Multiple sclerosis: severity and progression rate in African Americans compared with whites

Am J Phys Med Rehabil. 2003 Aug;82(8):582-90. doi: 10.1097/01.PHM.0000078199.99484.E2.


Objective: Although epidemiology indicates that multiple sclerosis is more common among whites than African Americans, the course of disease may be more aggressive among African Americans. This study examines disease course in a large multiple sclerosis clinic population.

Design: A case-controlled, retrospective record review compared the severity of multiple sclerosis for African Americans and for whites. Because the baseline demographics of the two groups differed, we performed analyses of multiple subgroups in an attempt to control for various characteristics.

Results: Consistent evidence of more disability in African Americans compared with whites was found, although subgroups were often too small to establish statistical significance. African Americans had a higher mean Expanded Disability Status Scale score than whites in a subgroup selected to minimize differences in access to care and disease perceptions. African Americans reported limb weakness as a presenting symptom of multiple sclerosis more frequently than did whites. When patients were followed at our multiple sclerosis center, rates of disease progression were nearly identical.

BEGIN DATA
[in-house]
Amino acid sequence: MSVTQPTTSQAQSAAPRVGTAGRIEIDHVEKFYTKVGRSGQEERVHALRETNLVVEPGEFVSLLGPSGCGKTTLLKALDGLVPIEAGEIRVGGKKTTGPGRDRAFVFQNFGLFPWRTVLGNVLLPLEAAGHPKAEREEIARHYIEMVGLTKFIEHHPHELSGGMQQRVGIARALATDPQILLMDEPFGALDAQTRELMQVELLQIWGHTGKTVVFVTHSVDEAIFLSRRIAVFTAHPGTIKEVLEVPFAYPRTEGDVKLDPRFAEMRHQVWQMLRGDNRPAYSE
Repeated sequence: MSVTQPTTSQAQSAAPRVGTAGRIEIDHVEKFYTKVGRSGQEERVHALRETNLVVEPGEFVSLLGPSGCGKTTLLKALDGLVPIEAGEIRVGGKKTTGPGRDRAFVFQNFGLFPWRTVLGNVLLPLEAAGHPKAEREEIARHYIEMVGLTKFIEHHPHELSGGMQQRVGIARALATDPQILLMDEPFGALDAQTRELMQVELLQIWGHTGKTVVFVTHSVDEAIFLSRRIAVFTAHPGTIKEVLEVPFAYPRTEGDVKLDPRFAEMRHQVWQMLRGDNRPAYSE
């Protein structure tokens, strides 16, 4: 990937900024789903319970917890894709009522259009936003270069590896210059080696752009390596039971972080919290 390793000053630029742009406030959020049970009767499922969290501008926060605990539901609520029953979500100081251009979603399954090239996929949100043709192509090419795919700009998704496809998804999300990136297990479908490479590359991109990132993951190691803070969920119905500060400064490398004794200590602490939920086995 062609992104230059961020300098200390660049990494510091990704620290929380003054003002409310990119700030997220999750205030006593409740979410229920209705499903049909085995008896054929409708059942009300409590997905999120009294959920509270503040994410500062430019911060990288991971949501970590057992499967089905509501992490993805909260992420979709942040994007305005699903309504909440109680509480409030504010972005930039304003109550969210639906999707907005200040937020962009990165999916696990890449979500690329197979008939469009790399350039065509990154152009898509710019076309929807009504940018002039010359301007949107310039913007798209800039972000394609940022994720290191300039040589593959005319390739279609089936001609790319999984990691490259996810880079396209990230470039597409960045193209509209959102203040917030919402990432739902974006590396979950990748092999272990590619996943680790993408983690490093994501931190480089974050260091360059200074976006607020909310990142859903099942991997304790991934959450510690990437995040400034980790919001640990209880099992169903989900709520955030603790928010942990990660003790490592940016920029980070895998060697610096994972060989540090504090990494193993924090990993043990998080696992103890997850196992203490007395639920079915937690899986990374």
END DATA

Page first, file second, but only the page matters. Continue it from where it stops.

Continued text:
Conclusions: More African Americans than whites experience pyramidal system involvement early in multiple sclerosis, leading to greater disability as measured by the ambulation-sensitive Expanded Disability Status Scale. Once patients have moderate difficulty walking, the rate of progression is the same for both groups, albeit occurring at a later age for whites than for African Americans.

Publication types

  • Comparative Study

MeSH terms

  • Adult
  • Blacks*
  • Disability Evaluation
  • Female
  • Humans
  • Male
  • Middle Aged
  • Multiple Sclerosis / classification*
  • Multiple Sclerosis / epidemiology
  • Multiple Sclerosis / mortality
  • North Carolina / epidemiology
  • Population Surveillance*
  • Retrospective Studies
  • Severity of Illness Index
  • Whites*